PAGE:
http://www.seattlesciencefoundation.org Seattle Science Foundation is a non-profit organization dedicated to the international collaboration among physicians, scientists, technologists, engineers and educators. The Foundation's training facilities and extensive internet connectivity have been designed to foster improvements in health care through professional medical education, training, creative dialogue and innovation. NOTE: All archived recorded lectures are available for informational purposes only and are only eligible for self-claimed Category II credit. They are not intended to serve as, or be the basis of a medical opinion, diagnosis, prognosis, or treatment for any particular patient.
As we age, our chances of suffering a life-changing hip fracture increase dramatically. Cabell Huntington Hospital's Senior Fracture Program was developed to deliver the best possible care for seniors with hip fractures. Frank Shuler, MD, PhD, medical director of the Senior Fracture Program, explains in this interview with WSAZ-TV's Rob Johnson.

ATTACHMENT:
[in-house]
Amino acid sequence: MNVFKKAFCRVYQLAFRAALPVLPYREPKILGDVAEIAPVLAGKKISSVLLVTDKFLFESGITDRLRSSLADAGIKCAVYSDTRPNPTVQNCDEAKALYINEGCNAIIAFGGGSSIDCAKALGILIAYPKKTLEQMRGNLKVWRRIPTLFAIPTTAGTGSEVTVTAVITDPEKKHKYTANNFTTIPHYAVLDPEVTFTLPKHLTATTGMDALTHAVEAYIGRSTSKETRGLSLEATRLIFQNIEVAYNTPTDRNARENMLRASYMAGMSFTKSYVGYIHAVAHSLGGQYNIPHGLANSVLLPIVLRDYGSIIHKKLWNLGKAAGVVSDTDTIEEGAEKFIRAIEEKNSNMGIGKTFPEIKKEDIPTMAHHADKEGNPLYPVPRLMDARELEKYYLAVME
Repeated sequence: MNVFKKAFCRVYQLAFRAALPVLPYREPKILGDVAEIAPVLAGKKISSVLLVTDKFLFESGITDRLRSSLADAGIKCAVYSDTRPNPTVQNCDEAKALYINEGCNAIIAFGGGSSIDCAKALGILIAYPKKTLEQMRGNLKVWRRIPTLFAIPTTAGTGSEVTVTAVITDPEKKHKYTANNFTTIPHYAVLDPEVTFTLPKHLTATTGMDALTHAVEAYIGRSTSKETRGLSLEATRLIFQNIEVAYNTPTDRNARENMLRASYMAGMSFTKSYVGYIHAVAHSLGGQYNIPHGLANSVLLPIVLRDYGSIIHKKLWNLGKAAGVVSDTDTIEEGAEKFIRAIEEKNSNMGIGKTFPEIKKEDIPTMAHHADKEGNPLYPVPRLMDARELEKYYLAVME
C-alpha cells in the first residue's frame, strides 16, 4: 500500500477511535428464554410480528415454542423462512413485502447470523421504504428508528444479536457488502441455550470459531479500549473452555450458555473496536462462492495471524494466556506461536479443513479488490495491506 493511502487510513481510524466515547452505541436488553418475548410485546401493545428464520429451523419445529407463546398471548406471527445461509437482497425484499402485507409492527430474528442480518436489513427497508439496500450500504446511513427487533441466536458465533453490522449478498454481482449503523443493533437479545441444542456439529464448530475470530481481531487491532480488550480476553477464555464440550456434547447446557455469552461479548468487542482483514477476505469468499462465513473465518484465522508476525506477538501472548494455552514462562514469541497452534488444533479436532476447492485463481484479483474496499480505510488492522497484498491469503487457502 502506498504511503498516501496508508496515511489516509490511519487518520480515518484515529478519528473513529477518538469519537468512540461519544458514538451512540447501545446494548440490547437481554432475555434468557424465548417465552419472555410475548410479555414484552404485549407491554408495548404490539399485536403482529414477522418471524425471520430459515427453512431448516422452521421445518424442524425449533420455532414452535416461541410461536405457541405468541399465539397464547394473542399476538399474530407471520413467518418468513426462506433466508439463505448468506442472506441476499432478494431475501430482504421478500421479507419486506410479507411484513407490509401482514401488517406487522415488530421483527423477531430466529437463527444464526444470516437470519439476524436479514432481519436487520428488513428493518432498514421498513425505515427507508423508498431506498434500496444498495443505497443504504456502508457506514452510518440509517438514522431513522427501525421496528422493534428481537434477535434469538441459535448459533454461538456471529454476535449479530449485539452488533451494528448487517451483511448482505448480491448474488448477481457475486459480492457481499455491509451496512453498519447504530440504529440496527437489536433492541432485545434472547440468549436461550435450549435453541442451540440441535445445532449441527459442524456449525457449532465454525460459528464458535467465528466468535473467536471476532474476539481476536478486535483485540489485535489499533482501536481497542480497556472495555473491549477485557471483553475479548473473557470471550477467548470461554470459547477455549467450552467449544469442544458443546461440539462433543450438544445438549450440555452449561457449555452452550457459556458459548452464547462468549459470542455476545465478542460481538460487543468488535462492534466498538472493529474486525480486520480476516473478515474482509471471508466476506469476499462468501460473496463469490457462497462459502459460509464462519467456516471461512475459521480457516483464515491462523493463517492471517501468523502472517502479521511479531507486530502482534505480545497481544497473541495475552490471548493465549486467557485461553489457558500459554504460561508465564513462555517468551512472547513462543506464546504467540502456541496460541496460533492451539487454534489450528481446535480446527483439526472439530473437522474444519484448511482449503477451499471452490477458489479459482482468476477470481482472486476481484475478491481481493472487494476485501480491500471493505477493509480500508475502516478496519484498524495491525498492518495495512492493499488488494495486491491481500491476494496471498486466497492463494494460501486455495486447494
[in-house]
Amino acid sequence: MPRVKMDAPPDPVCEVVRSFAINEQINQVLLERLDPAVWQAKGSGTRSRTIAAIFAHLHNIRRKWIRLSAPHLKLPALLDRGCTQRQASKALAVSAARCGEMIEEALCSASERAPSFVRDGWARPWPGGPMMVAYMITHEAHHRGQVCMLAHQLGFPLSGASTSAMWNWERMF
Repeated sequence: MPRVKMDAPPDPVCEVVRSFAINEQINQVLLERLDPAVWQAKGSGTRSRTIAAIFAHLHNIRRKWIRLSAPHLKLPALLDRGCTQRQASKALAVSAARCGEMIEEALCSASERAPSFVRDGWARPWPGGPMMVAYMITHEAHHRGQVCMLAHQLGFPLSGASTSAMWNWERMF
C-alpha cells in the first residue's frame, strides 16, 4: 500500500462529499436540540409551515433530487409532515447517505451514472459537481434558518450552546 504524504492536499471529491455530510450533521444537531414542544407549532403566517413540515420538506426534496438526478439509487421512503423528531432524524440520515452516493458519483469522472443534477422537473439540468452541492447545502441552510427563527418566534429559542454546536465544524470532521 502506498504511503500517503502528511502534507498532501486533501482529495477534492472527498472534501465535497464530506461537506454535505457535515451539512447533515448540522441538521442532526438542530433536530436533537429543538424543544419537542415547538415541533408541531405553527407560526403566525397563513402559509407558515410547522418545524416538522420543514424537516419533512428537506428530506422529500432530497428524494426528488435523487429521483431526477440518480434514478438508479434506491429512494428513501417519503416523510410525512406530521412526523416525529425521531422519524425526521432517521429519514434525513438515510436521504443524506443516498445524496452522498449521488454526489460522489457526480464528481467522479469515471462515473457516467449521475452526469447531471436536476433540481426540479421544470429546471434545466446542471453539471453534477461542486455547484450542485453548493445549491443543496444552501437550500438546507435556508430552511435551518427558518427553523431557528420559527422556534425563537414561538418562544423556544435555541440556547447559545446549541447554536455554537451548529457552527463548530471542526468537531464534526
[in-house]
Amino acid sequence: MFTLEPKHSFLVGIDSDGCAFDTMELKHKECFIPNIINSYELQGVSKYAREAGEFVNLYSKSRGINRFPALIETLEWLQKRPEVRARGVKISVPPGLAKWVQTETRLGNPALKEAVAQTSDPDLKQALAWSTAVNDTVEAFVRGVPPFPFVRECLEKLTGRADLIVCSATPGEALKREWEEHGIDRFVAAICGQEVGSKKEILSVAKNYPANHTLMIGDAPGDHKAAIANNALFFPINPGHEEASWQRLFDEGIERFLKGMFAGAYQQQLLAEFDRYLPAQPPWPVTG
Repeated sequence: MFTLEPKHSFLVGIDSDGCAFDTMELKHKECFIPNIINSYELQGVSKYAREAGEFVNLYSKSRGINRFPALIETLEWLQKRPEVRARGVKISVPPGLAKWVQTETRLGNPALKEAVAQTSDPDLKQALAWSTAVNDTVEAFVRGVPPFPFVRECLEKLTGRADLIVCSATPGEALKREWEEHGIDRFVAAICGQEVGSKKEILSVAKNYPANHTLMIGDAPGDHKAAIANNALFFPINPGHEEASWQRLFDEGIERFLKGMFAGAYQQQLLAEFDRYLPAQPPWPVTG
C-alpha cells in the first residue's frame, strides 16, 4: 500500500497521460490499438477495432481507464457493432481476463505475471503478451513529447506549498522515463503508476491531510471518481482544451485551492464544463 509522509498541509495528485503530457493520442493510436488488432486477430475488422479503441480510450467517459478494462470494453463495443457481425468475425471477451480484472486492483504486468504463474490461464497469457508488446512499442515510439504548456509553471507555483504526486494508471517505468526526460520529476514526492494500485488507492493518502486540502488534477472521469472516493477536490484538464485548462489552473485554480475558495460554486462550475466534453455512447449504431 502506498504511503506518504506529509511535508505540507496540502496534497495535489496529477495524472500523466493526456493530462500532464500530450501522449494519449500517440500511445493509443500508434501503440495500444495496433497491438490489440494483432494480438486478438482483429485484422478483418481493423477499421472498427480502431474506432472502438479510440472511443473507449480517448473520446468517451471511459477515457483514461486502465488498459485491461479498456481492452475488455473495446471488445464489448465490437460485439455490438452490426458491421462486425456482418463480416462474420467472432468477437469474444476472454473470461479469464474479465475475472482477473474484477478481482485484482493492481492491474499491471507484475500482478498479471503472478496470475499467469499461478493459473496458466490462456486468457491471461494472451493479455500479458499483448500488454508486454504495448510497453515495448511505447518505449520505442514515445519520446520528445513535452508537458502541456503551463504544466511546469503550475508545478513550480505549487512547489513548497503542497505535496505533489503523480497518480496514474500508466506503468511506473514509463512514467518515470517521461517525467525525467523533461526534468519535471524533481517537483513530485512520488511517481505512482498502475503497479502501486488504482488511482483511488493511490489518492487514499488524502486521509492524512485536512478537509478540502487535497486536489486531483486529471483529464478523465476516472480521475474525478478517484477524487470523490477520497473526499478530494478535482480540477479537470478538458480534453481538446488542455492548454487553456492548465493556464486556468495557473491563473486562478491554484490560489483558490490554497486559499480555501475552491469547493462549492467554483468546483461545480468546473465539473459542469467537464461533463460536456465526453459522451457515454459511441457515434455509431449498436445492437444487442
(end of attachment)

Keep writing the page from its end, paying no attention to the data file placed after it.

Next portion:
In the first of a three-part series of Senior Moments stories about the problem of falls and fractures in the elderly population, Dr. Franklin Shuler explains how common and dangerous hip fractures can be -- and how this is a "wake up call" for society to focus on prevention efforts.
An airbag that inflates when an elderly person begins to fall could help keep them avoid serious injury, while preventing high treatment costs, according to its developers. Jim Drury reports. Subscribe: http://smarturl.it/reuterssubscribe More updates and breaking news: http://smarturl.it/BreakingNews Reuters tells the world's stories like no one else. As the largest international multimedia news provider, Reuters provides coverage around the globe and across topics including business, financial, national, and international news. For over 160 years, Reuters has maintained its reputation for speed, accuracy, and impact while providing exclusives, incisive commentary and forward-looking analysis. http://reuters.com/ https://www.facebook.com/Reuters https://plus.google.com/u/0/s/reuters https://twitter.com/Reuters
More than 300,000 Americans will fracture a hip this year, and about 20 percent of them will die within a year of the fracture. Elderly women are most at risk, and a new Kaiser Permanente study finds that women ages 65-69 are five times more likely to die compared to women of the same age who don't break a hip. By the time they reach 80, women are more likely to have other health conditions and for most of them, adding a hip fracture doesn't increase the risk of death. But, as we learn in this video, there is an increased death risk for women this age who are in excellent health. For more, read the study in the Kaiser Permanente News Center, www.kp.org/newscenter.